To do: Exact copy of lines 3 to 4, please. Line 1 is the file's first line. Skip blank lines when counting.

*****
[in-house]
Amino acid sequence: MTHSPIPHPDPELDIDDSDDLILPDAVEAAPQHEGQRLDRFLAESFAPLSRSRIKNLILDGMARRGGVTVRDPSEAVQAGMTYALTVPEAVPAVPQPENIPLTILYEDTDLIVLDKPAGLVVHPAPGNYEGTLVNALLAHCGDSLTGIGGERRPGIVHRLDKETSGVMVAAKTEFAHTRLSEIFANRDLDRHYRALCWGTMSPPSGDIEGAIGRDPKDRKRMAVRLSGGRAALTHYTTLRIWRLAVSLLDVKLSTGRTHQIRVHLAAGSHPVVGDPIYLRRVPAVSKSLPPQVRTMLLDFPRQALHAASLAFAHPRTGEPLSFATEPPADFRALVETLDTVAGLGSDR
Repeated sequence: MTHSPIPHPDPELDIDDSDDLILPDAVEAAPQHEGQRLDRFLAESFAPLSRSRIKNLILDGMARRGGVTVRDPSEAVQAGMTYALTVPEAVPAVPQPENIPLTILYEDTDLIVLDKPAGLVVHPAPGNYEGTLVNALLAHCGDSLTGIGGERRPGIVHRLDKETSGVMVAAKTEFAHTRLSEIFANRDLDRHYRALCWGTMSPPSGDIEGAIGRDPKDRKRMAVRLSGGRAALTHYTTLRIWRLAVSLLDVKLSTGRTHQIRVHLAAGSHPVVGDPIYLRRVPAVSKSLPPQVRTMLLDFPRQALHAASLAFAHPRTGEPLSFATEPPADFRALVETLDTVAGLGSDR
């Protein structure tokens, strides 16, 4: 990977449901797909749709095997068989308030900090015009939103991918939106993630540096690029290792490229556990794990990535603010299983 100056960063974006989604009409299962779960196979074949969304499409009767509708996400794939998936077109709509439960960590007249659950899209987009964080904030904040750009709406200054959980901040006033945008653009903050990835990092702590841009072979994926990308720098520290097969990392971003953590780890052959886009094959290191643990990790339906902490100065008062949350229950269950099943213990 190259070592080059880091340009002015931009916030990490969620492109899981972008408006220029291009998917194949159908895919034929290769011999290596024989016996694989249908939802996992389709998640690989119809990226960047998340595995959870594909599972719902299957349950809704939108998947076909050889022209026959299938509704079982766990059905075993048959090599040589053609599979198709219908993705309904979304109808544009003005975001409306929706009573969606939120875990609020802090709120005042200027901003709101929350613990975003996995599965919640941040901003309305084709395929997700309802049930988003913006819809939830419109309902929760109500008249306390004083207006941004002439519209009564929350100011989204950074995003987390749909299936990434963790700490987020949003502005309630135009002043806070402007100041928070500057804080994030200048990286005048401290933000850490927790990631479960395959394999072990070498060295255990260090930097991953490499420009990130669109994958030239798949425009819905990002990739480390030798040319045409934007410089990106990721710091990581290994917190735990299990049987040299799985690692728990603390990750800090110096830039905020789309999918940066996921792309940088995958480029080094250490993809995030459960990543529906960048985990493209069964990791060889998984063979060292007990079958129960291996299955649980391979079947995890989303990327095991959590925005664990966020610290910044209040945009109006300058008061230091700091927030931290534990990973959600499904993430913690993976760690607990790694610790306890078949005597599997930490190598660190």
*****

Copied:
Repeated sequence: MTHSPIPHPDPELDIDDSDDLILPDAVEAAPQHEGQRLDRFLAESFAPLSRSRIKNLILDGMARRGGVTVRDPSEAVQAGMTYALTVPEAVPAVPQPENIPLTILYEDTDLIVLDKPAGLVVHPAPGNYEGTLVNALLAHCGDSLTGIGGERRPGIVHRLDKETSGVMVAAKTEFAHTRLSEIFANRDLDRHYRALCWGTMSPPSGDIEGAIGRDPKDRKRMAVRLSGGRAALTHYTTLRIWRLAVSLLDVKLSTGRTHQIRVHLAAGSHPVVGDPIYLRRVPAVSKSLPPQVRTMLLDFPRQALHAASLAFAHPRTGEPLSFATEPPADFRALVETLDTVAGLGSDR
């Protein structure tokens, strides 16, 4: 990977449901797909749709095997068989308030900090015009939103991918939106993630540096690029290792490229556990794990990535603010299983 100056960063974006989604009409299962779960196979074949969304499409009767509708996400794939998936077109709509439960960590007249659950899209987009964080904030904040750009709406200054959980901040006033945008653009903050990835990092702590841009072979994926990308720098520290097969990392971003953590780890052959886009094959290191643990990790339906902490100065008062949350229950269950099943213990 190259070592080059880091340009002015931009916030990490969620492109899981972008408006220029291009998917194949159908895919034929290769011999290596024989016996694989249908939802996992389709998640690989119809990226960047998340595995959870594909599972719902299957349950809704939108998947076909050889022209026959299938509704079982766990059905075993048959090599040589053609599979198709219908993705309904979304109808544009003005975001409306929706009573969606939120875990609020802090709120005042200027901003709101929350613990975003996995599965919640941040901003309305084709395929997700309802049930988003913006819809939830419109309902929760109500008249306390004083207006941004002439519209009564929350100011989204950074995003987390749909299936990434963790700490987020949003502005309630135009002043806070402007100041928070500057804080994030200048990286005048401290933000850490927790990631479960395959394999072990070498060295255990260090930097991953490499420009990130669109994958030239798949425009819905990002990739480390030798040319045409934007410089990106990721710091990581290994917190735990299990049987040299799985690692728990603390990750800090110096830039905020789309999918940066996921792309940088995958480029080094250490993809995030459960990543529906960048985990493209069964990791060889998984063979060292007990079958129960291996299955649980391979079947995890989303990327095991959590925005664990966020610290910044209040945009109006300058008061230091700091927030931290534990990973959600499904993430913690993976760690607990790694610790306890078949005597599997930490190598660190």